TWDB's Water Data for Texas website now includes groundwater data
For immediate release. Contact: Kimberly Leggett at 512-463-5129
AUSTIN - (March 18, 2014) - Today Texans are more aware than ever of the importance of groundwater. As part of ongoing efforts to synthesize and communicate water-related data to scientists, policy makers and the public, the Texas Water Development Board (TWDB) today announced its Water Data for Texas website now includes groundwater data. The website has been a source of information on reservoirs and drought since November 2012.
TWDB's Recorder Well Program has more than doubled in the past 15 years, partially because more groundwater conservation districts are participating in the program. TWDB currently maintains 184 recorders in 79 counties. In addition to the TWDB network, the U.S. Geological Survey and the Edwards Aquifer Authority also maintain their own networks of recorder wells in the state. All of these data, including the U.S. Geological Survey and Edwards Aquifer Authority networks, are now available at waterdatafortexas.org.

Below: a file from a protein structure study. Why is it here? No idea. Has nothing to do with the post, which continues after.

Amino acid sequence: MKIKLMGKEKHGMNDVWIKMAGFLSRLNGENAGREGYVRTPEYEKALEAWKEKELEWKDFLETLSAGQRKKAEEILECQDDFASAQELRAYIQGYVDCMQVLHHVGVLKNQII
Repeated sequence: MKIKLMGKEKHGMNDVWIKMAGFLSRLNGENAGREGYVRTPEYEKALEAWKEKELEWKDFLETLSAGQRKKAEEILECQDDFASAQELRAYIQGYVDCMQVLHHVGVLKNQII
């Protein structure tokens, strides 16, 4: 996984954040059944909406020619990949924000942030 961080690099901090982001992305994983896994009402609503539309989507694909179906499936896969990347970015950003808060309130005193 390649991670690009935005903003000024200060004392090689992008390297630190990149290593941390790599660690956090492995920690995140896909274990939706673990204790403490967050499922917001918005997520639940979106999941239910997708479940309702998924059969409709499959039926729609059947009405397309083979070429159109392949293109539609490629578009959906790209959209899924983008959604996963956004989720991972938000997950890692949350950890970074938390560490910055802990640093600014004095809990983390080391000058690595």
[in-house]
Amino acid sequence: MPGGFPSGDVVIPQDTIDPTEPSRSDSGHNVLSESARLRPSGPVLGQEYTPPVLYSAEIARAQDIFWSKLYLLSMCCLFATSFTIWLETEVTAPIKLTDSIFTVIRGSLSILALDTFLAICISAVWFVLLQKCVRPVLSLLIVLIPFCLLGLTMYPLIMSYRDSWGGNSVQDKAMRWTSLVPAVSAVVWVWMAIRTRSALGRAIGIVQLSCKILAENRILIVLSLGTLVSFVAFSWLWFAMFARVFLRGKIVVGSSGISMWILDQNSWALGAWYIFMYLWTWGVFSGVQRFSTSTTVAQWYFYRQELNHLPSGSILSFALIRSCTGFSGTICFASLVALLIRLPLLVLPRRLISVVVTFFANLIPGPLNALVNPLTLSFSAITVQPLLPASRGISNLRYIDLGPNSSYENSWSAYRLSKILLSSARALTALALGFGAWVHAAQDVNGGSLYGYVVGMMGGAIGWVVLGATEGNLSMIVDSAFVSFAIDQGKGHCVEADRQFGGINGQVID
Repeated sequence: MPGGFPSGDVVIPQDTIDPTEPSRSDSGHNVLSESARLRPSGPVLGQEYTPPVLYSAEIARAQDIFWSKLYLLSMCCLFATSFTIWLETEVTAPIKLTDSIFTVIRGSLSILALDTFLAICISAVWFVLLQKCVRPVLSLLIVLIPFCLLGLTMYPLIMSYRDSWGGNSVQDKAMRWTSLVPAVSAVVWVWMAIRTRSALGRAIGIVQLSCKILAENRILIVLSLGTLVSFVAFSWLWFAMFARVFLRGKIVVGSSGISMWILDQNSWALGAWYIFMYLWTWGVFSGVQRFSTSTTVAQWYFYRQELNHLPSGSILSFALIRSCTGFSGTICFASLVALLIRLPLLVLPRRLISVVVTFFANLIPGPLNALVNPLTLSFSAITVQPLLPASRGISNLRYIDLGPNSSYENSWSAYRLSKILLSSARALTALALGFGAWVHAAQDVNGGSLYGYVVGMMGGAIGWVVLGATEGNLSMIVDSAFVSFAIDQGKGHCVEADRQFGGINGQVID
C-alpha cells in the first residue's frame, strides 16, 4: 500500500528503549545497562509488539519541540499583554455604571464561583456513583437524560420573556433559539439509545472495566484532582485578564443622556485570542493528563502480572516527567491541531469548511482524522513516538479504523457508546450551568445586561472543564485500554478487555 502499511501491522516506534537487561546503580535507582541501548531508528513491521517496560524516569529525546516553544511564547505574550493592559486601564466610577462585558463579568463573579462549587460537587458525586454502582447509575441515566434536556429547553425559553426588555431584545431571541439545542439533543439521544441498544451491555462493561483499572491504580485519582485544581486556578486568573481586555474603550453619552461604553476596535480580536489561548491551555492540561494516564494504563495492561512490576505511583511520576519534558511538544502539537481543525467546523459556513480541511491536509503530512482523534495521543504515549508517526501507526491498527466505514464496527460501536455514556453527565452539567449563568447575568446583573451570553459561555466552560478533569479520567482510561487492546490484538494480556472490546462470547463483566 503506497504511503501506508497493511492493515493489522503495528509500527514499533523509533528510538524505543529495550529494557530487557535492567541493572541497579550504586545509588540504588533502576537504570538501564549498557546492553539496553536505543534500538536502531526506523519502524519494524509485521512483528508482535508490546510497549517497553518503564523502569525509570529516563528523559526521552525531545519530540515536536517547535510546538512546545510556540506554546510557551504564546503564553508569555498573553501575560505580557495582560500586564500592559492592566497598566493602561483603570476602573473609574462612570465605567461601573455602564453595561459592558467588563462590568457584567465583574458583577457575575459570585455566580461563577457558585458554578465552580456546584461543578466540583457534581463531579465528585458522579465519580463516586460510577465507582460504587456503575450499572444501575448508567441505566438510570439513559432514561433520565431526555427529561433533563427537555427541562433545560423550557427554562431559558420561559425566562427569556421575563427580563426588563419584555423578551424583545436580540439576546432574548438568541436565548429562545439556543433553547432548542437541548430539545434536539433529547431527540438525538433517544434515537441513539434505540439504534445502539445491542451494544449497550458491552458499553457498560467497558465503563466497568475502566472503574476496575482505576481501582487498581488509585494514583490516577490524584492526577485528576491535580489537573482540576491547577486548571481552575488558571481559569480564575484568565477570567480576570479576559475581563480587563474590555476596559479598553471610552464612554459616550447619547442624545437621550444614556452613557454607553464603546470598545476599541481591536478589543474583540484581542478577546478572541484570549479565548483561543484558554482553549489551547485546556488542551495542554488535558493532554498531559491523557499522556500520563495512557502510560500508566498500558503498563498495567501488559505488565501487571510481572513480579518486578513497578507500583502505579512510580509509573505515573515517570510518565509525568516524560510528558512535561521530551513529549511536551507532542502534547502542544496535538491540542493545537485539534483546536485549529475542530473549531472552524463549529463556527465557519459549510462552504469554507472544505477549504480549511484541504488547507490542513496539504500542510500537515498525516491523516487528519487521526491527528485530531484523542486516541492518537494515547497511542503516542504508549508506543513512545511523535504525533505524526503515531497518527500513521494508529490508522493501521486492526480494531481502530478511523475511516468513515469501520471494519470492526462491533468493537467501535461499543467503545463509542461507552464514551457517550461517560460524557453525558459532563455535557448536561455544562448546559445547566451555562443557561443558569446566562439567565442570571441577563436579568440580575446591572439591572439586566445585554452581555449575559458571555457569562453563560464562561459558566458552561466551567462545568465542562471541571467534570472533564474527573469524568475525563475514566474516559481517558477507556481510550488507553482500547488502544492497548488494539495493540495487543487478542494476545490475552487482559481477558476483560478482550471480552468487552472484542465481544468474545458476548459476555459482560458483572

Although the equipment and technology have changed over the years, continuous, automated groundwater-level measurements have been collected for over 80 years in Texas. Recorders are on the front lines of data collection, allowing analysis of short- and long-term groundwater level trends, and providing groundwater conservation districts, water supply companies, and municipalities with daily information for drought management.
The passage of Senate Bill 1 in 1997 initially funded TWDB's efforts to launch a near real-time recorder program and publish water-levels online.
For questions or comments, please contact TWDB staff.
The TWDB is the state agency charged with collecting and disseminating water-related data, assisting with regional planning and preparing the state water plan for the development of the state’s water resources. The TWDB administers cost-effective financial assistance programs for the construction of water supply, wastewater treatment, flood control, and agricultural water conservation projects.